Unleash your creativity. In Quiet, Cain says that “introverts prefer to work independently, and solitude can be a catalyst to innovation.” Introverts can use that time alone to prepare rich, thoughtful presentations. With a recording, introverts who prefer writing over talking can show off their skills with a prepared script instead of trying to improvise. When it comes time to record, there’s no pressure to nail your talk in one take, and no anxiety-inducing audience in front of you. Recording a video gives you time to perfectly articulate your ideas without having to worry about performance.
Make your presence felt at work. As Charlie Warzel and Anne Helen Petersen say in Out of Office: The Big Problem and Bigger Promise of Working from Home, hybrid work may disadvantage anyone who is less visible. “Single parents, workers with elderly family members, disabled employees, and those who simply don’t want to live in proximity to the office risk being overshadowed by those who come in every day,” they say. Sharing recorded video means not having to compete for attention with the loudest people in the room during live meetings. Introverts can share their well-researched, fully-formed ideas without fear of interruption. Videos offer concrete evidence of their creative contributions to a team.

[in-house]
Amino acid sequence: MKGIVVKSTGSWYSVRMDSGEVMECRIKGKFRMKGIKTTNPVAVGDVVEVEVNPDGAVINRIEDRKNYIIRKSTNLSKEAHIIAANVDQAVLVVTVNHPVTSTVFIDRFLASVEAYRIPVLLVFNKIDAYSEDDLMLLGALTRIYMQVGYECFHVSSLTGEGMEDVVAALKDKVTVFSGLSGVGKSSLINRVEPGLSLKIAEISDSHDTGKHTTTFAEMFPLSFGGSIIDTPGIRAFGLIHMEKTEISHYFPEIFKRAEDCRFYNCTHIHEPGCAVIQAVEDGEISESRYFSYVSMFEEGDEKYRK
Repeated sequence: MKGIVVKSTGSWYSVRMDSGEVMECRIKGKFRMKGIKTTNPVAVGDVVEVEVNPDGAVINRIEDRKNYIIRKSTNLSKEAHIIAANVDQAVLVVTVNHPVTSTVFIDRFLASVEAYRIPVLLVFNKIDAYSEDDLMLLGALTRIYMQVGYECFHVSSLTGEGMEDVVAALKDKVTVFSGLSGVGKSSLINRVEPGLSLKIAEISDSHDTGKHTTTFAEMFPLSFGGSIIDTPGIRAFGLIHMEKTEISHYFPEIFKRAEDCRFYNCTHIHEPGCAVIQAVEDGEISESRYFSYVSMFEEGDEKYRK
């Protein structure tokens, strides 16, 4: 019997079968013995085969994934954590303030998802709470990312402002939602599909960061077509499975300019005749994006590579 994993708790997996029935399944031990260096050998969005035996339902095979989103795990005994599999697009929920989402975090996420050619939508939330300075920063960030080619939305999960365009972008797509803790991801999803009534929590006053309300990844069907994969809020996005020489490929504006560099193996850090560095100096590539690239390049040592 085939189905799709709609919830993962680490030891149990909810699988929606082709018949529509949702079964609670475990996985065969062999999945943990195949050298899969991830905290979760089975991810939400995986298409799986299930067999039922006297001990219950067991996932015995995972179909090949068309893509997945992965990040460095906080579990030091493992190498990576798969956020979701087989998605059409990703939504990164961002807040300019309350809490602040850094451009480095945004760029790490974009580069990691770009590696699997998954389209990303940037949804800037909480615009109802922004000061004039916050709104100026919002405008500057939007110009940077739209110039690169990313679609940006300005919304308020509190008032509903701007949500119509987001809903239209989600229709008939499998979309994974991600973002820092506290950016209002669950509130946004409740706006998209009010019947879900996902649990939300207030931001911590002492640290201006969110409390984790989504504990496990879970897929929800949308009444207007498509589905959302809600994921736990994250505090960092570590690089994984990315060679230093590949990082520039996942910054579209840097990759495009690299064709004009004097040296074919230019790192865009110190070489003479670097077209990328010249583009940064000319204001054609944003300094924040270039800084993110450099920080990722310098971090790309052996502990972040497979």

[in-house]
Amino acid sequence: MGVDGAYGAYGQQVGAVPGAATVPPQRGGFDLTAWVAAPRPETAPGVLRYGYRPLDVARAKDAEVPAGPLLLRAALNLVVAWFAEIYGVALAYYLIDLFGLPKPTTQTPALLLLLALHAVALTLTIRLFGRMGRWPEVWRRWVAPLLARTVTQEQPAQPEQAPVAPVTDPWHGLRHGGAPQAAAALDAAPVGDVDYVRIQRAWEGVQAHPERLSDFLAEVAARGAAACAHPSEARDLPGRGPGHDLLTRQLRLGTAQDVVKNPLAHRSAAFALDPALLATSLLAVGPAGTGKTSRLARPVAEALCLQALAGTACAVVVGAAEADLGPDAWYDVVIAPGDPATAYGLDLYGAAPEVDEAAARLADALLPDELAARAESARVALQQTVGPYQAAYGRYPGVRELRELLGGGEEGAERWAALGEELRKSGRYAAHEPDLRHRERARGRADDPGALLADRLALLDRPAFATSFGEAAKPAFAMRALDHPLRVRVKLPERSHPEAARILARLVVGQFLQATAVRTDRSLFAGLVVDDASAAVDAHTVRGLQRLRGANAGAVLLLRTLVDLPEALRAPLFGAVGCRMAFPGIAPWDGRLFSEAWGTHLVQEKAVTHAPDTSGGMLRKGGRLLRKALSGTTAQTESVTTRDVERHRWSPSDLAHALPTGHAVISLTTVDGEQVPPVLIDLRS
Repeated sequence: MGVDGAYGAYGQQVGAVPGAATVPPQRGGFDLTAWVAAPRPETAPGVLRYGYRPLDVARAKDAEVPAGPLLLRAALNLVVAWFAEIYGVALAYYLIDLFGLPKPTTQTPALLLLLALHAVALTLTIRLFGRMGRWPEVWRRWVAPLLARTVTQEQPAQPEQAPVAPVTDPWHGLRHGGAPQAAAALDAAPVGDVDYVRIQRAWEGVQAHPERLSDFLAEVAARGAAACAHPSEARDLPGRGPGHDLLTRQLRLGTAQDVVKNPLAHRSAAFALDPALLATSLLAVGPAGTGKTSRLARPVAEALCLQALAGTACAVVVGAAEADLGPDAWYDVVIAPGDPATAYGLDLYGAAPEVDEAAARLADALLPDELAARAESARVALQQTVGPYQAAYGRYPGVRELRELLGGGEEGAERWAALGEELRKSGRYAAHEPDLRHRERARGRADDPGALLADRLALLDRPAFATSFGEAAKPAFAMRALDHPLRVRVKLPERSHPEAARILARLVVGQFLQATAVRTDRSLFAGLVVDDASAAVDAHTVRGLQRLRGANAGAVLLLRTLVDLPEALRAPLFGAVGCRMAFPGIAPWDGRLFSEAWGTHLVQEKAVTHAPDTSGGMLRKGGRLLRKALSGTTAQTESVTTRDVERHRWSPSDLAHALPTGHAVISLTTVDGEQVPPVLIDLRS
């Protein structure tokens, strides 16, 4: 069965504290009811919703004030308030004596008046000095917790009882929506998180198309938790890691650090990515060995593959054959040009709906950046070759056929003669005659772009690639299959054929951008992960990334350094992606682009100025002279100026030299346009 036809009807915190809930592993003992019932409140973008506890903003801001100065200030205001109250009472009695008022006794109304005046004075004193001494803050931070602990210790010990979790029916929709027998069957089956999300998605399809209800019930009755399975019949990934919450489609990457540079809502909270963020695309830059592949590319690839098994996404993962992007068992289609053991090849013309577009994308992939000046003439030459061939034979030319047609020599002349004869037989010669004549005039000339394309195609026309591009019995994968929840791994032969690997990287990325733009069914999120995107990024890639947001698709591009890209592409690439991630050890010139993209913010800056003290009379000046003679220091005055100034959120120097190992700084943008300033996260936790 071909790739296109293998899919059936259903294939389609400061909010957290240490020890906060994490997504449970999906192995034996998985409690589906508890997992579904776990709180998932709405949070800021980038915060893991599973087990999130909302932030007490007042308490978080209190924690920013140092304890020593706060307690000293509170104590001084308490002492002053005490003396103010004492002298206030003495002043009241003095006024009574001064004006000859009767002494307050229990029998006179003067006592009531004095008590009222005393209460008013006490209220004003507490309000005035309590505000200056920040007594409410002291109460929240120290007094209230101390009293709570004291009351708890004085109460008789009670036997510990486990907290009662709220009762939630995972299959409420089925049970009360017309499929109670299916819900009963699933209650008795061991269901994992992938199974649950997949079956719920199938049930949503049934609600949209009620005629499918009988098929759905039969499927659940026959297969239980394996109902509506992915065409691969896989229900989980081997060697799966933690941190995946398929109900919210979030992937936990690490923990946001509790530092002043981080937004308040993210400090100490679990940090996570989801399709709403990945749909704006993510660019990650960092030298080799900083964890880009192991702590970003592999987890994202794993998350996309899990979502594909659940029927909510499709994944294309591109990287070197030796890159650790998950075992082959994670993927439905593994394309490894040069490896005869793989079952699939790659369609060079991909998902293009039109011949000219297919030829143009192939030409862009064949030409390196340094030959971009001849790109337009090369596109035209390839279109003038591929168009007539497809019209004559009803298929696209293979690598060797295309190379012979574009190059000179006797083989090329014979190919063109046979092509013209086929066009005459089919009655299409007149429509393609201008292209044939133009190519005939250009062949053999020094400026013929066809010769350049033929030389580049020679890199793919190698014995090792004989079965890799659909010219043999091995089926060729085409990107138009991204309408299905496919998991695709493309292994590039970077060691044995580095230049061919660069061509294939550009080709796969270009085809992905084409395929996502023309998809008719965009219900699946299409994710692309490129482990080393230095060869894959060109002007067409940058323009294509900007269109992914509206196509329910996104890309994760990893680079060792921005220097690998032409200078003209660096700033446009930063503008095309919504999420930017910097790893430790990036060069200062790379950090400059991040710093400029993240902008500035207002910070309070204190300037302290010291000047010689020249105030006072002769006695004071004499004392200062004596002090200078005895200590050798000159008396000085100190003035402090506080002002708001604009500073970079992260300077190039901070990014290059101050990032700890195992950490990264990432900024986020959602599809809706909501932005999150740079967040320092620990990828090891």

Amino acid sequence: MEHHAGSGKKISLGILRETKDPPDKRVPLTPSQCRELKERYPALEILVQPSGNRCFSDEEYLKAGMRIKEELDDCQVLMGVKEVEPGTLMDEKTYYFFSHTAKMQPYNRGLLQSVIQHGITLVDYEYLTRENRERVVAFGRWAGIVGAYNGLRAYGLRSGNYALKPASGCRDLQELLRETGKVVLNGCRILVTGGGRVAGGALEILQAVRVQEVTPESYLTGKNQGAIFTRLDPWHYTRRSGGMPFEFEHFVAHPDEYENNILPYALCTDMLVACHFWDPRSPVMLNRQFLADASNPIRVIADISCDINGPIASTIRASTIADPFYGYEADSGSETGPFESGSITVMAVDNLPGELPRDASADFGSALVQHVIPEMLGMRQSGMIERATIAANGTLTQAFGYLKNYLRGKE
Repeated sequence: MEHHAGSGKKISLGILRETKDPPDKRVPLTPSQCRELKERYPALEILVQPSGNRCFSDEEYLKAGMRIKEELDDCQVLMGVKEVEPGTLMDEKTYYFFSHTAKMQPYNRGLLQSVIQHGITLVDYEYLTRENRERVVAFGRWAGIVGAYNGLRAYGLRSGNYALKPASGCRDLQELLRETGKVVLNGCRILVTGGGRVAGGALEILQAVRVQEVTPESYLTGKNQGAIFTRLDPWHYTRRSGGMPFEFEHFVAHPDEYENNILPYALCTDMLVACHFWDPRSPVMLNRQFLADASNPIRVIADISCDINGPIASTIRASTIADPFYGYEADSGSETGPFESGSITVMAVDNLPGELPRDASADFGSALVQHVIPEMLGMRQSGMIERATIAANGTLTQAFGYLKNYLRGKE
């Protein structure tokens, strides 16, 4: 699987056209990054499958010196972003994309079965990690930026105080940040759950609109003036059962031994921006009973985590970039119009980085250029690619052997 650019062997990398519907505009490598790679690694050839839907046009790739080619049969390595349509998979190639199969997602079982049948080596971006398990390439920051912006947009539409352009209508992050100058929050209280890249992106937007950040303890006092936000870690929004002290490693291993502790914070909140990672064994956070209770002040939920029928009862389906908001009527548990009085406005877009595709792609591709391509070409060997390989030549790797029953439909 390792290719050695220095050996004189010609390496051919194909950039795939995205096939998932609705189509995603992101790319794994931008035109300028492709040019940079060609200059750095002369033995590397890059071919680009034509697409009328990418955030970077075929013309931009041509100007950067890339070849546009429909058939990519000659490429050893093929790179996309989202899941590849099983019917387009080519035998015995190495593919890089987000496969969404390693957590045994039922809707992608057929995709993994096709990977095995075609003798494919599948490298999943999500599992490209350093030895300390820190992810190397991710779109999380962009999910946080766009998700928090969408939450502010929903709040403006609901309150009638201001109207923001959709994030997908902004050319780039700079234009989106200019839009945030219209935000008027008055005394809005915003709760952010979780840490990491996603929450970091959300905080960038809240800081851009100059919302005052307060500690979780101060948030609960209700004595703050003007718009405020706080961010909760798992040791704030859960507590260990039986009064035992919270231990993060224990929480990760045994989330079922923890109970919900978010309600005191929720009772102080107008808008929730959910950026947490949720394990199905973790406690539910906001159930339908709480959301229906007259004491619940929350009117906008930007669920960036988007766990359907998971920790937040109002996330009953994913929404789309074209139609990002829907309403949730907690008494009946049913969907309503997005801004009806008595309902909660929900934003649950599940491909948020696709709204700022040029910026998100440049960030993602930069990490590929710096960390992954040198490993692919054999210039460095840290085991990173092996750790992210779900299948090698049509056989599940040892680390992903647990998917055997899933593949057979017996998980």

Team up for moral support. Sometimes the easiest way to conquer a fear or appear more assertive is to team up with a friend. With mmhmm, colleagues can join each other on screen even when they’re in separate locations. That way, introverts can forget about the sense of stage fright, drawing out their best ideas in a comfortable conversation with another person.
Benefits for managers and colleagues
Joshua Davies of Knowmium, a consultancy that facilitates learning and development, told us that his virtual workshops can help even quiet and reticent employees talk frankly with managers by combining mmhmm with tools like Otter.ai transcription and Miro whiteboards so that everyone can see the conversations as they happen. “If done well, from a perspective of making everyone feel safe to share, to give themselves permission to fail or to not be perfect, virtual can potentially even nudge out face-to-face,” Davies said.
For distributed companies or those with teams in multiple locations, recorded video introductions can be a great way to “meet” other members of the staff without subjecting everyone to the fatigue of 1:1 virtual coffee breaks.
Outside of the workplace, videos can also be used effectively to introduce yourself to recruiters without having to be overwhelmed meeting people at networking events. A video can offer insight into your personality while showcasing your skills, without having to awkwardly weave your achievements into a live conversation.
Turning the camera on may be intimidating at first, but we think there are benefits to everyone when introverts are seen and heard at work. With mmhmm hybrid video, we want to build a world through video that makes work more accessible and inclusive for even the shyest among us.
Make your videos more engaging with less effort: Our free mmhmm-ready PowerPoint and Keynote templates help put you and your content on the same screen, elegantly. Download the free mmhmm-ready presentation templates.